Saturday, November 17, 2007

Graduate school blues

You Should Go to Grad School

Grad school definitely isn't for everyone, but it looks like it's for you.
You have a pretty good idea of what you want to study - and how it will further your career.
So go ahead and go for it! You're ready to be a PhD.

Yesterday was supposedly the last day of enrollment (but the university announced later that it is extending enlistment up to Wednesday, November 21), I crammed to enlist (although I already did one procedure - to enlist online). But I got this letter (attached with the list of courses I took and the grades I earned) that I now need to apply for extension of my program (five years is the maximum you're allowed to complete the program, and I'm already beyond that period). Bugger.

I knew months before I had to ask for extension - but I forgot.

So, I talked to the department chair and asked for her approval, and she did approve, then haphazardly wrote to the dean, and submitted the forms and letter to the student records' keeper (who despite all the annoying, inquiring students like me - she remains one of the most patient personnel in the college).

She asked me to type my letter though (see, I just scrawled it), so I did - first in the college library, good thing this staff there allowed me to use the computer, but wasn't able to print since the university Internet system shut down. So I had to run to one of those rental shops within the campus to type and print the letter, took a jeepney ride back to my college, and disturbed the records' keeper during her lunch break to accommodate my letter.

I rushed to Makati for an interview (work this time). After, I rushed back to the university to check the status of my request, and the records keeper said it's already with the dean. Then I clarified with my department whether I already need to take a penalty course this start of second semester, but no clear answer, so I had to check with the graduate department chairperson, who earlier also approved my request. She accompanied me back to the records keeper and yes, I have to take a penalty course now.

And that I learned the dean critiqued my letter and even commented, "is this how an MA student writes?" Good thing the graduate studies chairperson pulled out my letter and allowed me to use her computer to rewrite it (a more convincing letter at that) with a course plan - or what I intend, and must do during the extension year I'm asking. A short letter at that, and took me eons to write it. After, the graduate studies chairperson and I went back to the dean's office, with her my revised letter and course plan, she entered the dean's room, while I waited nervously and impatiently in the lounge area.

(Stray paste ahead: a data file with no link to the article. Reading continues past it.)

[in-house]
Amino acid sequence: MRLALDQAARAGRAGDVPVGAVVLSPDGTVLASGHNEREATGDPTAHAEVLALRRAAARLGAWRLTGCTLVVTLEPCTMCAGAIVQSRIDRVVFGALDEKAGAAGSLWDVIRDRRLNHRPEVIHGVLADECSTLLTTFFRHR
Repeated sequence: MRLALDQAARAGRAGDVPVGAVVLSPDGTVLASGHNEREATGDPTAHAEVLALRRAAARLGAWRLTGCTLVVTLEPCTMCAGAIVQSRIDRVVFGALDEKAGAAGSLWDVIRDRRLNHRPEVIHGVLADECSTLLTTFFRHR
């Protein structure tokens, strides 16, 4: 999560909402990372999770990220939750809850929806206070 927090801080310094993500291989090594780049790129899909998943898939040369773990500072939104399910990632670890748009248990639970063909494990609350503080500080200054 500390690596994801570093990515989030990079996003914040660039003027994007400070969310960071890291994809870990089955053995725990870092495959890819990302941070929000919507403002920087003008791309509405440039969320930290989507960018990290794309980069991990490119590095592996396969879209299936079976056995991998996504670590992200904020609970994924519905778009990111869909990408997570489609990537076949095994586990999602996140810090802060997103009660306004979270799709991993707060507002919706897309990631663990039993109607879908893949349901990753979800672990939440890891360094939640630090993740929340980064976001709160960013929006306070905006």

The dean's voice was loud at some point while talking to the graduate studies chairperson, but not that clear for me to overhear what she was saying. Jittery, I stepped out of the dean's office and got myself a monoblock chair and waited there for another 10 minutes or so. When the graduate studies chairperson finally stepped out, she chatted briefly with a colleague and when she saw me, she gave me two thumbs up, and told me to get the approved letter on Monday from the records keeper.

Whew. I thanked her profusely for the assistance she extended me. And as far as I remember, I was also able to thank the records keeper, the secretary in our department, the librarian staff, for all their help. It was nearing 7pm already, and I haven't had my lunch yet, so to kind of celebrate, I bought myself a burger meal on my way home.

I'm now working doubly, triply hard to accomplish everything I can accomplish while I'm still here - since I am up to another stage in my life - becoming a wife, settling in abroad, and building a family. My studies, no matter I love spending time in the university, is really taking a backseat due to my more pressing priorities, but as what the graduate studies chairperson told me as how the dean said it, it's not only me who has work to attend to, and that I'm not the only graduate student who is both working and studying - there's no excuse if you really are aiming for as important as a master's degree (some countries though allow you to proceed immediately to Ph.D.). Right.